Title: The Journal of a Tour to the Herbrides, With Samuel Johnson, Ll.d.; Containing Some Poetical Pieces by Dr. Johnson, Relative to the Tour, and Never Before Published; a Series of His Conversation, Literary Anecdotes and Opinions of Men and Books; With an Authentic Account of the Distresses and Escapes of the Grandson of King James Ii. in the Year 1746 Publisher: London: Office of the National illustrated library Subjects: Johnson, Samuel, 1709-1784 Hebrides (Scotland) -- Description and travel Scotland -- Description and travel Notes: This is an OCR reprint. There may be numerous typos or missing text. There are no illustrations or indexes. When you buy the General Books edition of this book you get free trial access to Million-Books.com where you can select from more than a million books for free. You can also preview the book there.
I'm not sure I've encountered so extreme an example before of reading something I initially thought detestable and then wound up shelving it among my favourites. Boswell's depiction of Samuel Johnson takes some initial getting used to, when Johnson comes across as full of hot air and voicing judgemental opinions that lack for evidence to back them up. It took me a while to realize Boswell worships the ground Johnson walks on and records virtually every insightful thing Johnson says, whatever the subject. I was trying to read the constant switches in topic as continuous conversation and getting frustrated, until I realized they aren't sewn together. After that I found some patience and was slowly won over. Johnson could quote erudite stuff like nobody's business and take any side of an argument for the sake of having one. It seems this was much admired in him. He didn't like to lose a debate, and would quickly switch to ridiculing the other's position if he felt in danger. Boswell quotes their contemporary Oliver Goldsmith who said there's no use arguing with Johnson, since if he fails to shoot you with his pistol (metaphorically) he'll just knock you down with the butt end of it.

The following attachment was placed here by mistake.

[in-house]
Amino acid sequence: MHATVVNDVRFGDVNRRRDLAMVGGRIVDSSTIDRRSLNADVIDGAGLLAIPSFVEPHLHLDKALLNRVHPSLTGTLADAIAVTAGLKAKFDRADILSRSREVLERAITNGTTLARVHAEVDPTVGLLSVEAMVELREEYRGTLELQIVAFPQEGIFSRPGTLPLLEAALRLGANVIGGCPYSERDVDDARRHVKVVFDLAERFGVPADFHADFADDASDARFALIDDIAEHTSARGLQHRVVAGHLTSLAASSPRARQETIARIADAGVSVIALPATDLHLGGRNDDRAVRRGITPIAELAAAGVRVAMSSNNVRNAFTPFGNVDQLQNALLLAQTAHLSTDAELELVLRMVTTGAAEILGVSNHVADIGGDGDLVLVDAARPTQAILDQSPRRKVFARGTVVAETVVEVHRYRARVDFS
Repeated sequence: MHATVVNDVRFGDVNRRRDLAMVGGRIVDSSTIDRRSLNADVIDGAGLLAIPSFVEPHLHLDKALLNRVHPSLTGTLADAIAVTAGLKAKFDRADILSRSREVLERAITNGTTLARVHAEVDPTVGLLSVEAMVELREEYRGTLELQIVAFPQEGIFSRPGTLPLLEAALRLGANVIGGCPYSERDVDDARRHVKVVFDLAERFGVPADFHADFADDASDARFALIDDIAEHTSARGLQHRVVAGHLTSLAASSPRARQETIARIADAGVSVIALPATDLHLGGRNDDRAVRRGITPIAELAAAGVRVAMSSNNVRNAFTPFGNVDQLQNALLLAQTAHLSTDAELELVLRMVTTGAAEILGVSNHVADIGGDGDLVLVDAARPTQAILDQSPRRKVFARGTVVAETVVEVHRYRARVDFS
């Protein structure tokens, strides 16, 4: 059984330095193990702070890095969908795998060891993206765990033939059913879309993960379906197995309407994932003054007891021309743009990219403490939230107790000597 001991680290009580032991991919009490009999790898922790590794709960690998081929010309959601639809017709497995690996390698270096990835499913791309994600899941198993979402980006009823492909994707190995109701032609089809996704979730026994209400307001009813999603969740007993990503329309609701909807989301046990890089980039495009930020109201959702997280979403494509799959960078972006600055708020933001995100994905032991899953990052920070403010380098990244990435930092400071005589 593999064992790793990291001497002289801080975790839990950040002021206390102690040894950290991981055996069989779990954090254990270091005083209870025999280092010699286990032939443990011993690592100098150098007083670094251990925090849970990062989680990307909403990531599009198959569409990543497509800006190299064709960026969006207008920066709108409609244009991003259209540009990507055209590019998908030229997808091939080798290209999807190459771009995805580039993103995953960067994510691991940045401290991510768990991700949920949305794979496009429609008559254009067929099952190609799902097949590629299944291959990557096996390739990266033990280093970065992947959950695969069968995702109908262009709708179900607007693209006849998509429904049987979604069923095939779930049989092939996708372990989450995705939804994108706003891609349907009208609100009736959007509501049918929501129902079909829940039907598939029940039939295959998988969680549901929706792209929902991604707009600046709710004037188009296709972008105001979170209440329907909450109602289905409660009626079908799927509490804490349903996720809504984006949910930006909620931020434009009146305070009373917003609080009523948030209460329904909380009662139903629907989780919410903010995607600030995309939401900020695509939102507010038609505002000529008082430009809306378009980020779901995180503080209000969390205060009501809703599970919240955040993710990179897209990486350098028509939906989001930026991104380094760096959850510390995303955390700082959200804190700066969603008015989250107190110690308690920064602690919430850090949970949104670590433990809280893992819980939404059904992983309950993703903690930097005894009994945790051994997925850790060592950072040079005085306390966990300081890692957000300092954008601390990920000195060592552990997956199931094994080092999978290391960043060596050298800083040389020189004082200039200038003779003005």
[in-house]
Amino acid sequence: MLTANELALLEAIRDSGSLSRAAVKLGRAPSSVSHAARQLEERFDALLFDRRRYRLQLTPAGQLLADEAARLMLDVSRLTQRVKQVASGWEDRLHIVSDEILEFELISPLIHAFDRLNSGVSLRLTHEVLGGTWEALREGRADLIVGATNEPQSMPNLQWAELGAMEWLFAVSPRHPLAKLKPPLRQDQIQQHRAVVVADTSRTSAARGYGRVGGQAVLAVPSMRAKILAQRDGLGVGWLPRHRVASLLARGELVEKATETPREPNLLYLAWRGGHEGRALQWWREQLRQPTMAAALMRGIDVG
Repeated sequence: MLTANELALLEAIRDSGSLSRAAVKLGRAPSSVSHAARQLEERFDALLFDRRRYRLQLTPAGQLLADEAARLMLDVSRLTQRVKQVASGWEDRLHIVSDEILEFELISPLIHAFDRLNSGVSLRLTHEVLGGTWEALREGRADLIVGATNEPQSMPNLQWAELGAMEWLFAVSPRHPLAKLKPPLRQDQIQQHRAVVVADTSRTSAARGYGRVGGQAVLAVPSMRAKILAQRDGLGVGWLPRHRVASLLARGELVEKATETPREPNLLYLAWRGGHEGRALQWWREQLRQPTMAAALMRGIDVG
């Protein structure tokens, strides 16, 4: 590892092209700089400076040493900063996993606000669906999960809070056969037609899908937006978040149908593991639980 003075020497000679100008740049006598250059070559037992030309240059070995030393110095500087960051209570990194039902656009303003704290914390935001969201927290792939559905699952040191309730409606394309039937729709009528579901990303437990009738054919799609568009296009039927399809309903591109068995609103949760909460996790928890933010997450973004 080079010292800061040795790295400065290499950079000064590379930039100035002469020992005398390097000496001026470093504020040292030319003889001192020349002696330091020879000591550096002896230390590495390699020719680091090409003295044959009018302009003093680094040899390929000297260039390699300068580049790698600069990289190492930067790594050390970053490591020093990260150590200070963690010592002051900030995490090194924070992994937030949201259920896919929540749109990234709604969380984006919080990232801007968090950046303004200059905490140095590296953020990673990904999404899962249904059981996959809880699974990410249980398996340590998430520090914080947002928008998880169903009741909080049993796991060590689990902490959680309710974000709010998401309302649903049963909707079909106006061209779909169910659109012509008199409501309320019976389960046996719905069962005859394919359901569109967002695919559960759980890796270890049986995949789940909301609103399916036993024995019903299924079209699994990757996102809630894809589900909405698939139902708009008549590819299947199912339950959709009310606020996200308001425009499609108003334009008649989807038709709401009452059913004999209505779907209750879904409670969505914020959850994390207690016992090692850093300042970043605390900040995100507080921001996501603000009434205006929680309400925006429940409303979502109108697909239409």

Boswell indicates that Johnson read his journal entries as he wrote them, but still doesn't shy from stating where he thinks Johnson was wrong about something he said or did. Sometimes Johnson consequently adds further comments, which Boswell dutifully records. Sometimes Boswell praises Johnson for letting something pass. It's all so layered. There's occasional commentary by Boswell on Johnson's earlier account, offering backing or clarification. It's a reminder that records like these can only be interpreted within the limits of what the author chooses to tell, and shines a light on the value gained by having the two accounts to compare. Boswell earns credit for how well they complement one another, but read Johnson's account first to appreciate it.